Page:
Treatment of Back Pain

Laminotomy Surgery to Relieve Pressure off Spinal Nerve Roots

It often happens that the lamina bones in the spinal column degenerate after long periods of wear and tear. This degeneration is not life threatening but often results in a compression of the nerve roots that are housed in the spinal canal located between lamina bones. The result of this compression is back pain which is quite excruciating and stays for a very long time.

The Real Problem

Degeneration of the spinal bones, enlargement of the Facet joints, and the bulging of the disks results in severe or mild Sciatica. Further, because this reduces the amount of space available to spinal nerves that carry sensation to legs, a person may also experience weakness or numbness in the leg.

What's the Solution?

Presence of the above mentioned symptoms simply does not mean that there is a need to perform spinal surgery. Medical spine specialists first attempt to suppress this problem with the help of pain-relieving medication, physical therapy and/or rest. However, if nothing seems to work and the pain goes on increasing, the only method of treatment available is spinal surgery.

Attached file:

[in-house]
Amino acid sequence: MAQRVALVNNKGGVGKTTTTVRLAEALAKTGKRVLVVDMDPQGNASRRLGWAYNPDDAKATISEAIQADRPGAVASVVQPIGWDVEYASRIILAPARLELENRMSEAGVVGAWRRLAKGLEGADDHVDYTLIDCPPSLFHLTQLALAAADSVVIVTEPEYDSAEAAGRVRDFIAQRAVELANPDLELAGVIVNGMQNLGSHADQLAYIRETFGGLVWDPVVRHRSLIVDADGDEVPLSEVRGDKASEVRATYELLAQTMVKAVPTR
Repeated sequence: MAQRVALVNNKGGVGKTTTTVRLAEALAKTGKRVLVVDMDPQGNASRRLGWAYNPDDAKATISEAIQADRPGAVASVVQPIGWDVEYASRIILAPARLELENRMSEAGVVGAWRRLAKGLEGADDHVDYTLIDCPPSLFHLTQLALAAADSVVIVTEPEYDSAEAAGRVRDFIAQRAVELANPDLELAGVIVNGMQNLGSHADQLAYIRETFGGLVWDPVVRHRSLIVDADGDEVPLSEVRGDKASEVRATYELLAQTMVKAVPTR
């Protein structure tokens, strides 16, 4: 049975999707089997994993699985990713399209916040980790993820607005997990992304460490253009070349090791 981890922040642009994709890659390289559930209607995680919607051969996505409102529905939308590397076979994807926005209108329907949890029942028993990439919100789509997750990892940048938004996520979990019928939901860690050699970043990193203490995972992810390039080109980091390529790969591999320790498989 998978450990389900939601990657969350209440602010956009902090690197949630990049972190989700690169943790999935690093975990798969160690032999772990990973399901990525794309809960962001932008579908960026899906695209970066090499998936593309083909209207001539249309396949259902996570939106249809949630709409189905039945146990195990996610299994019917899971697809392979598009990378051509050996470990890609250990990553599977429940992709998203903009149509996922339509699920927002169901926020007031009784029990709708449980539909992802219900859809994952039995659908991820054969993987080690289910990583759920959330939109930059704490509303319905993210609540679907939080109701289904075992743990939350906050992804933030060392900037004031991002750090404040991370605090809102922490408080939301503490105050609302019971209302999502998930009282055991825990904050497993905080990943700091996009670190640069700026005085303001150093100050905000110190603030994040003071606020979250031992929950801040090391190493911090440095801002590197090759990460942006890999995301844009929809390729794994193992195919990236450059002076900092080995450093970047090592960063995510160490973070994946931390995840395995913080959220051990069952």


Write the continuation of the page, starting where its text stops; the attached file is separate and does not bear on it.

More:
Laminotomy- How is it performed?

A patient is given general anesthesia and laid on the operating table in a face-down position. The area to be cut open is then marked and sterilized using antiseptic solution. It is draped and then incisions are made to reveal the underlying network of nerves and muscles. These are pulled aside and held with the help of a device called the retractor.

A bone drill is used in order to saw off a part of the lamina from both sides. Originally, this process involved only removal of either the left or right half of the lamina. Today, it is now more commonly carried out as the removal of a portion of both sides of the lamina. The remaining portion is retained in order to preserve the stability of the vertebral column.

Once the sawing off is performed, the wound is cleaned, sterilized and sealed with the help of embedded stitches. The effect of the anesthesia is broken and the patient gets up within a few hours of being moved out of the operation theatre. Movement is possible in a day or so but full recovery may take some more time.

Laminoplasty- Is it performed alone?

The answer to this question is- rarely. The objective of Laminoplasty is to reduce the amount of pressure on the nerve roots. Doing so requires not only sawing off a part of the lamina but also some part of the facet joint as well. Technically, this forms a part of another type of spinal surgery called Facetectomy. Hence, both Laminoplasty and Facetectomy are performed simultaneously to increase the intervertebral disk space.